- The Washington Times - Monday, September 22, 2003

This morning, Mike Leavitt, President Bush’s nominee for administrator of the Environmental Protection Agency (EPA), is expected to receive his first hearing before the Senate Environment and Public Works Committee. While many senators — particularly those with greater political ambitions — undoubtedly will take this opportunity to castigate the administration’s environmental policies, Mr. Leavitt deserves a fair hearing on his own record, one that marks him as a moderate and pragmatist.

Many on the right hoped that this position would be filled by a more focused advocate of free markets and private property rights. However, the narrow Republican majority in the Senate has restricted potential choices for both judges and potential cabinet members. Mr. Leavitt’s greatest environmental achievement as governor of Utah is inscribed on the clear blue skies over the Grand Canyon. To remove the brown haze that hung over that vista, Mr. Leavitt had to secure the cooperation of numerous environmental advocacy groups and business owners, not to mention 13 tribal nations, 13 states and three federal agencies. Utah meets all federal air quality standards, which was not the case when Mr. Leavitt was first elected governor in 1992, and Utah’s water quality has also improved — nearly three-quarters of the state’s streams meet federal water quality standards, compared to 60 percent of streams nationwide.

To reach those goals, Mr. Leavitt applied his political philosophy of “enlibra” — balance. He described the idea in a position paper for the Western Governors Association, writing, “At the heart of my environmental policy are two principles: Balance and stewardship … . When only the extremes are represented, the parties cling immovably to their positions, producing either gridlock or an extreme policy … . Neither one is a satisfactory outcome.”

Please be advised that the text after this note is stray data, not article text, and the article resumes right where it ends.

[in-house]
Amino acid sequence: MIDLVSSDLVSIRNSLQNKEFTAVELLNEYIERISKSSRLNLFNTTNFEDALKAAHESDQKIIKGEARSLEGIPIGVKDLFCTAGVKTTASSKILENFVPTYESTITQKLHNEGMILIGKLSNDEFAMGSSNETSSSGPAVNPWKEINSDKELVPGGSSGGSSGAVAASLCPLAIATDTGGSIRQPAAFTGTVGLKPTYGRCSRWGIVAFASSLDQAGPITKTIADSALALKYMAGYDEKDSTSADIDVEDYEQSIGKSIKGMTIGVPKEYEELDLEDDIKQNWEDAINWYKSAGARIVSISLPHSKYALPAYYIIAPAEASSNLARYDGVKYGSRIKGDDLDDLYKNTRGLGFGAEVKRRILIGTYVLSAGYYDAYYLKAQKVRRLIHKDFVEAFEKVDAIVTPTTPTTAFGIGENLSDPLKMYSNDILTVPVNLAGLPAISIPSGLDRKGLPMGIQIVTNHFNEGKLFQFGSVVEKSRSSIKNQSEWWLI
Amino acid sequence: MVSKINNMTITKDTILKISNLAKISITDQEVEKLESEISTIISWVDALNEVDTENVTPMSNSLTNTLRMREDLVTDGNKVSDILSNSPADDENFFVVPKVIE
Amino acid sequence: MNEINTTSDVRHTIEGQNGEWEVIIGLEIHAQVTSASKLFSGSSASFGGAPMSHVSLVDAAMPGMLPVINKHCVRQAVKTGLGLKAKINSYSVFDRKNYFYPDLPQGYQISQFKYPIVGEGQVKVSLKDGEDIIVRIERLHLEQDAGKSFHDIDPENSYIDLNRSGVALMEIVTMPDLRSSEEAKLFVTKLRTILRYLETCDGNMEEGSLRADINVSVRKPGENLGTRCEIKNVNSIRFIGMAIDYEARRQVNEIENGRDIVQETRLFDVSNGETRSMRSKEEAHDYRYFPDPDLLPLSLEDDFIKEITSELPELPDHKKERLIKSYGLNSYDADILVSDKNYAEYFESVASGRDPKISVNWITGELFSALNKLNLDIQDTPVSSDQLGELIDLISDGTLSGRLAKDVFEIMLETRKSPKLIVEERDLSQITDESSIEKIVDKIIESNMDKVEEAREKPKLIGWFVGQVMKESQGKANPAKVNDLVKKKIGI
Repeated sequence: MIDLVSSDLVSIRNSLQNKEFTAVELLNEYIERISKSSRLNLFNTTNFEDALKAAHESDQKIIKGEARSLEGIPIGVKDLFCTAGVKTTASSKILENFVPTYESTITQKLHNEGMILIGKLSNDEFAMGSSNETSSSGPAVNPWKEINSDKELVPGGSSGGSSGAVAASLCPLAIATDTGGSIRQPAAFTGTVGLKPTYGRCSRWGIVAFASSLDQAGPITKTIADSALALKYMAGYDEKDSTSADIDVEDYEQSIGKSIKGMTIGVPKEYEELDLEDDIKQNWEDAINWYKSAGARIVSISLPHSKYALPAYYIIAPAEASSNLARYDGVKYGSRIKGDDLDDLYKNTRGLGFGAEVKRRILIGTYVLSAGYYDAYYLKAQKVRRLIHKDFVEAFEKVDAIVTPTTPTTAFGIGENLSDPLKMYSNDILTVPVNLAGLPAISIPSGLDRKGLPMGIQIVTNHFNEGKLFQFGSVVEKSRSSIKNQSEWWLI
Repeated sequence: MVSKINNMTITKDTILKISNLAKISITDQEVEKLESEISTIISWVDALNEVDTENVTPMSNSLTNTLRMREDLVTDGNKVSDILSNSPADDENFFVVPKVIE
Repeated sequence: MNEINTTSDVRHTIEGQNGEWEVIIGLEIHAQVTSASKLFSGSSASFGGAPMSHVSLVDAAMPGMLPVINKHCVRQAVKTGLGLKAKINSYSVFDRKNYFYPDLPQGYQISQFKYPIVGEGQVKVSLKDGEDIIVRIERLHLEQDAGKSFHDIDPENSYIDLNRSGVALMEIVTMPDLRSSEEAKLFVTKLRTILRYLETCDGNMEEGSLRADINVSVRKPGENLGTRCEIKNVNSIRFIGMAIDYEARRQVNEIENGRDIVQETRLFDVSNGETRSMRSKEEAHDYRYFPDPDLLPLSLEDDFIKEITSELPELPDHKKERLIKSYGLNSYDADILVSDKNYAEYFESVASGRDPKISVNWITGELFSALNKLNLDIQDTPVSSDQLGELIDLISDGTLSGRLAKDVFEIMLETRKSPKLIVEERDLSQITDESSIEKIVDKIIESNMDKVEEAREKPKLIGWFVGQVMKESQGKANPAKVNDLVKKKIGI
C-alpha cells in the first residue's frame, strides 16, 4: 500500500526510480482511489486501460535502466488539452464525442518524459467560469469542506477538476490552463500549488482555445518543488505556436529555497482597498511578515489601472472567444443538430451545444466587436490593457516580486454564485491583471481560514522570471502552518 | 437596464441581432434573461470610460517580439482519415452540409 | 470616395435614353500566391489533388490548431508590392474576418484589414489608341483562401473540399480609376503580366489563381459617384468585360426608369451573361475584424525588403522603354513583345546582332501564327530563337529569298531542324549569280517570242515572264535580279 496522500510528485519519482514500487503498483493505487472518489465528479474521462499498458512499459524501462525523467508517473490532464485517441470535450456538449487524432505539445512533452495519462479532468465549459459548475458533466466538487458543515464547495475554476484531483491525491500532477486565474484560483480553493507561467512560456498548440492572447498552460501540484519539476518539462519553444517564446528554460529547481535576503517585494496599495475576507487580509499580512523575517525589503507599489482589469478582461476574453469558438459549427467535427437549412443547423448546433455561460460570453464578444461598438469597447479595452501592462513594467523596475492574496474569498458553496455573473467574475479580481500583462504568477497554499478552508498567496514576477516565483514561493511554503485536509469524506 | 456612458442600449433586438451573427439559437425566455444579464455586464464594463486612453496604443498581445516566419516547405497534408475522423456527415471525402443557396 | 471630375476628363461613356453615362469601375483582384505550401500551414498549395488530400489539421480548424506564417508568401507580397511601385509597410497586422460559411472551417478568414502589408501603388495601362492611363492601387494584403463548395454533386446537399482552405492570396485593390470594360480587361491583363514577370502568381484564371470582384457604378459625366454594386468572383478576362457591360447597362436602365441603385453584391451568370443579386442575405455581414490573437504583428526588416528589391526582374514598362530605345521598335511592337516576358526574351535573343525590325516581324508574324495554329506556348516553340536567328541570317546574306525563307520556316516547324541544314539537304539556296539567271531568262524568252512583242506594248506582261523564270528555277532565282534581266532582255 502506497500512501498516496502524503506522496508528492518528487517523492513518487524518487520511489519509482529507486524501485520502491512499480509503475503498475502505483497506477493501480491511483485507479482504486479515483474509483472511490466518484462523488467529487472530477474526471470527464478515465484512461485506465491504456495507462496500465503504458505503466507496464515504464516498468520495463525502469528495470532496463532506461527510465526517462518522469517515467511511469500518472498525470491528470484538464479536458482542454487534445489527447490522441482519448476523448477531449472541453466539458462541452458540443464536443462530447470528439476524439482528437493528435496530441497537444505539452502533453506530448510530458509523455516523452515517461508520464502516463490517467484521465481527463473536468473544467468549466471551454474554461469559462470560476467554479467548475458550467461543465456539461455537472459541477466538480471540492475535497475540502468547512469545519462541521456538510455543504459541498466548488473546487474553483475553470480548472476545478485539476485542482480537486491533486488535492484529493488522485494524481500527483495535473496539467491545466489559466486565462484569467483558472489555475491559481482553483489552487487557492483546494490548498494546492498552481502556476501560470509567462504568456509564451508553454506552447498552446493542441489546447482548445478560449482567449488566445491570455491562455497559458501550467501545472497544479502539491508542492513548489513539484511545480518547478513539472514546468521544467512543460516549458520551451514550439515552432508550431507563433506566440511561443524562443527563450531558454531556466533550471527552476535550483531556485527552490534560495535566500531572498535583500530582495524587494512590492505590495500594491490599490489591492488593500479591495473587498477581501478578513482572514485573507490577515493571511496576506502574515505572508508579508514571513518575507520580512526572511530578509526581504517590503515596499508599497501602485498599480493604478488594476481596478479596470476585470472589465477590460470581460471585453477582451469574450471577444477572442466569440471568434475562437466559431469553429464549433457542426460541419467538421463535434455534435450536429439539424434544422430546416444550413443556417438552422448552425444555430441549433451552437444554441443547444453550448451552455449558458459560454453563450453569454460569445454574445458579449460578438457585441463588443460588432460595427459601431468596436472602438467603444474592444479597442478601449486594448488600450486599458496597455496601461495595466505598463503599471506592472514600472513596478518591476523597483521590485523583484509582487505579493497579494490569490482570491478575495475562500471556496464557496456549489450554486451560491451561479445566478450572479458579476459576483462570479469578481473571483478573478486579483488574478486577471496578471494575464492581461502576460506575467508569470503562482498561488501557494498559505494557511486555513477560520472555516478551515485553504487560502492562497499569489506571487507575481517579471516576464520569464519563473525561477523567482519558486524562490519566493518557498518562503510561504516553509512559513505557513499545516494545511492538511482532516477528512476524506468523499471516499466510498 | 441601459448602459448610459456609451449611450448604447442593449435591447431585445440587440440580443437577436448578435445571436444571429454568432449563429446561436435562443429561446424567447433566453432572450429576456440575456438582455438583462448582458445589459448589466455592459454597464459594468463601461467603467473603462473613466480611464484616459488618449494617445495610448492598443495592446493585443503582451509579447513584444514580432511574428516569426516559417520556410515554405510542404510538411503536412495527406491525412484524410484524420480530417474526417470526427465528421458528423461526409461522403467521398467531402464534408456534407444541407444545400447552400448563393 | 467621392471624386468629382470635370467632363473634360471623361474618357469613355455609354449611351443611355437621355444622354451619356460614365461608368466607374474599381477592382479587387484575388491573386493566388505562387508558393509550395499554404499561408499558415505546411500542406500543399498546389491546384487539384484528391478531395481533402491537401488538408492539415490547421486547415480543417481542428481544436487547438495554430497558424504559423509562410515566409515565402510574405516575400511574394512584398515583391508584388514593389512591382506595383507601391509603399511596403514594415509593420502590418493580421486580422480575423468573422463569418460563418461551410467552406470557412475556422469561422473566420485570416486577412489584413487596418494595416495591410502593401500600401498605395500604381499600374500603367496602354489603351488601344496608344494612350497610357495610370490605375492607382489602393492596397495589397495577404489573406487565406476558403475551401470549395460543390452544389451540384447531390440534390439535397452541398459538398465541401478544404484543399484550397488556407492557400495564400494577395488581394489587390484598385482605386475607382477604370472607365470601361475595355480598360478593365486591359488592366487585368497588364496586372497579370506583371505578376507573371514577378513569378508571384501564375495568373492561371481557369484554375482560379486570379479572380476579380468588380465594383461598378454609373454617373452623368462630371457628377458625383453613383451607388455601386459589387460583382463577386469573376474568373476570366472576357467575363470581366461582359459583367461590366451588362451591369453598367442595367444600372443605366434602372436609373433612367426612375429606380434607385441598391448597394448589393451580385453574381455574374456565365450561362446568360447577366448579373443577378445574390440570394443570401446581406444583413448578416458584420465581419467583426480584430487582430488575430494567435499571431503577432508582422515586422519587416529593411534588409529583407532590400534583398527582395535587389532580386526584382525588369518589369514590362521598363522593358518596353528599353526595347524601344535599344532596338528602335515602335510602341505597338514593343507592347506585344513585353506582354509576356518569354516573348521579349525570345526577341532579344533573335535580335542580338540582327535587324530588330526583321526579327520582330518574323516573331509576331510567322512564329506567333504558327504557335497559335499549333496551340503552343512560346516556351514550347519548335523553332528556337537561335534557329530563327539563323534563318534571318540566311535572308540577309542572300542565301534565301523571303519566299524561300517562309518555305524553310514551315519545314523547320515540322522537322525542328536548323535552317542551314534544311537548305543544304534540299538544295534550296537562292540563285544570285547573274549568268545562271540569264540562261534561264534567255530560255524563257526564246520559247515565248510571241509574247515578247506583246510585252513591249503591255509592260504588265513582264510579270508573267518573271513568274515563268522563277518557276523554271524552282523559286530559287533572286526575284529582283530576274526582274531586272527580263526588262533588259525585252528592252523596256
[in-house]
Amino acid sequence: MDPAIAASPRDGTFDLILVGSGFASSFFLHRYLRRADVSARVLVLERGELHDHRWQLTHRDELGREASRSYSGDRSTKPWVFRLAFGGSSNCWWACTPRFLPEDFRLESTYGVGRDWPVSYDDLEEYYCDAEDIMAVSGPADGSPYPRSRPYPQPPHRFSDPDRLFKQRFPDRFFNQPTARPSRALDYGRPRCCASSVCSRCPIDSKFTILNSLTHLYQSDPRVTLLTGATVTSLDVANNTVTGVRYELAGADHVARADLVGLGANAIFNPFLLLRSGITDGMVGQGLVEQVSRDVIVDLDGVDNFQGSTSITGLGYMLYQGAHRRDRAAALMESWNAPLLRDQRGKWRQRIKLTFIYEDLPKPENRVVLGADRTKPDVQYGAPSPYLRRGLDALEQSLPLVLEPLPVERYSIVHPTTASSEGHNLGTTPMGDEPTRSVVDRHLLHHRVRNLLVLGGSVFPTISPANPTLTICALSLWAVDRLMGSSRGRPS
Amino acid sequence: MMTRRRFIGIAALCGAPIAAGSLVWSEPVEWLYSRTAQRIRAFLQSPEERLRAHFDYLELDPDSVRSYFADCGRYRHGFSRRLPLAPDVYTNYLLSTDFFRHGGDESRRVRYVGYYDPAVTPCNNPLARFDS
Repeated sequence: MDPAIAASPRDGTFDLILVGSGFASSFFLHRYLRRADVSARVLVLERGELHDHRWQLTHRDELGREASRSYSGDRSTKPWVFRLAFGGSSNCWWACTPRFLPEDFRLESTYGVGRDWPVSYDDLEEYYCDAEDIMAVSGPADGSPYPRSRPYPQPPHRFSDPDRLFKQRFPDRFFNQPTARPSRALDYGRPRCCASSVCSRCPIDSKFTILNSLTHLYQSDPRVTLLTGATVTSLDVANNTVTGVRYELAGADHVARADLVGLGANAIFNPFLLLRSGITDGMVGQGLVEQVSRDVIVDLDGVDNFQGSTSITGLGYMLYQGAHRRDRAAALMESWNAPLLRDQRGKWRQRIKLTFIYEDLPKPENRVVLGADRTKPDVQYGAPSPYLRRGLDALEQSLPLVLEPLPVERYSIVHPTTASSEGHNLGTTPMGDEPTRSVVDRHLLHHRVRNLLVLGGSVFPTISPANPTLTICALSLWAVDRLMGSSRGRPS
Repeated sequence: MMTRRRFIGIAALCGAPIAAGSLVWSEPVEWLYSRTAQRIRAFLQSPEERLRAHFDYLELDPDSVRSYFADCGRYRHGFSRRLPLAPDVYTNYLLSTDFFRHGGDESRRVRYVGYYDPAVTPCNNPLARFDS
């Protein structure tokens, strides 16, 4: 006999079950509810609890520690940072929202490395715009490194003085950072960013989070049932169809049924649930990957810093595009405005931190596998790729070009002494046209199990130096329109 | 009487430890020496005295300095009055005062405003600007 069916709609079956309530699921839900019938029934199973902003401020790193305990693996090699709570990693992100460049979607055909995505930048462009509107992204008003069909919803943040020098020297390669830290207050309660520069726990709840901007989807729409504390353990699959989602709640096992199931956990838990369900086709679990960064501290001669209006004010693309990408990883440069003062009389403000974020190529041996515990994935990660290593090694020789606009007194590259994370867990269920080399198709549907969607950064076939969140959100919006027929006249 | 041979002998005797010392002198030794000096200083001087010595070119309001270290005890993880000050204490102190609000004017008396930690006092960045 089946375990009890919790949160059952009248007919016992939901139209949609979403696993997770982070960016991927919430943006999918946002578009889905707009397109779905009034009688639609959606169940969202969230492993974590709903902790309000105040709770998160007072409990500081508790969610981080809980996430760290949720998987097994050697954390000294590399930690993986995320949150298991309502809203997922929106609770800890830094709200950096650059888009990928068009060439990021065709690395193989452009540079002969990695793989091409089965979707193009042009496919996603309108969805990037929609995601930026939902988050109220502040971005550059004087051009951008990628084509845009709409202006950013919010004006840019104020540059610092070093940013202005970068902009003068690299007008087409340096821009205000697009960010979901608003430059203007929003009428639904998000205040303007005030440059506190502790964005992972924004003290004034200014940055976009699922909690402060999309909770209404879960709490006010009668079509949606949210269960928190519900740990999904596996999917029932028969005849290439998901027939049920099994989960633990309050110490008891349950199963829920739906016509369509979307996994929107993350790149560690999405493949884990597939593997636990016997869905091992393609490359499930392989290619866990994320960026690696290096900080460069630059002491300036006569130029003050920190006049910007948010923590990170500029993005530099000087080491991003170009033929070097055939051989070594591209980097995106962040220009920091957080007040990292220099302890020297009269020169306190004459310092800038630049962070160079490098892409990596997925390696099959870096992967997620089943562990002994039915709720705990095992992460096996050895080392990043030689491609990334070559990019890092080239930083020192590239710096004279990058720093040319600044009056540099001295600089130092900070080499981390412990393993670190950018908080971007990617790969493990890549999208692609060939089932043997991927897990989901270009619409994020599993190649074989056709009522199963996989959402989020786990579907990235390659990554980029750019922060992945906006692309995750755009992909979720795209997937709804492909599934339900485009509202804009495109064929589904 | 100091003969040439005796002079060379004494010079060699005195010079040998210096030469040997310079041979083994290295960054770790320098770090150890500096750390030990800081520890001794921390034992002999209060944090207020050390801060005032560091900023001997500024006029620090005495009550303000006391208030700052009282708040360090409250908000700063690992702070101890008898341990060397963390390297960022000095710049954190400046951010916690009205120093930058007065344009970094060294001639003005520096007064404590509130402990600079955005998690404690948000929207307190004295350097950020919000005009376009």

Mr. Leavitt appears to represent the ideal of the Senate Democrats who repeatedly have opposed principled conservatives Mr. Bush has nominated. Many Democratic colleagues in the National Governors Association endorse Mr. Leavitt. Gov. Gary Locke of Washington, who is also chairman of the Democratic Governors Association, called him “a man of great intelligence, always a consensus builder.” Another Democrat, Oklahoma Gov. Brad Henry, said, “Mike Leavitt is as reasonable and as intelligent of a person as you’ll ever meet. I can certainly work with him.”



Calling himself “an unabashed Leavitt fan” in a column published about a month ago, The Washington Post’s David Broder wrote: “If anyone can revive the badly eroded tradition of bipartisan support for protection of God’s natural gifts to this nation, Mike Leavitt has as good credentials as could be found.” Mr. Leavitt’s balanced record as a principled pragmatist makes him a wise choice for EPA administrator. The Senate should give him a fair hearing and a quick confirmation, but we suspect that Senate Democrats will thrash this moderate, just as they have thrashed conservatives. The president may learn that there is no pleasing them.

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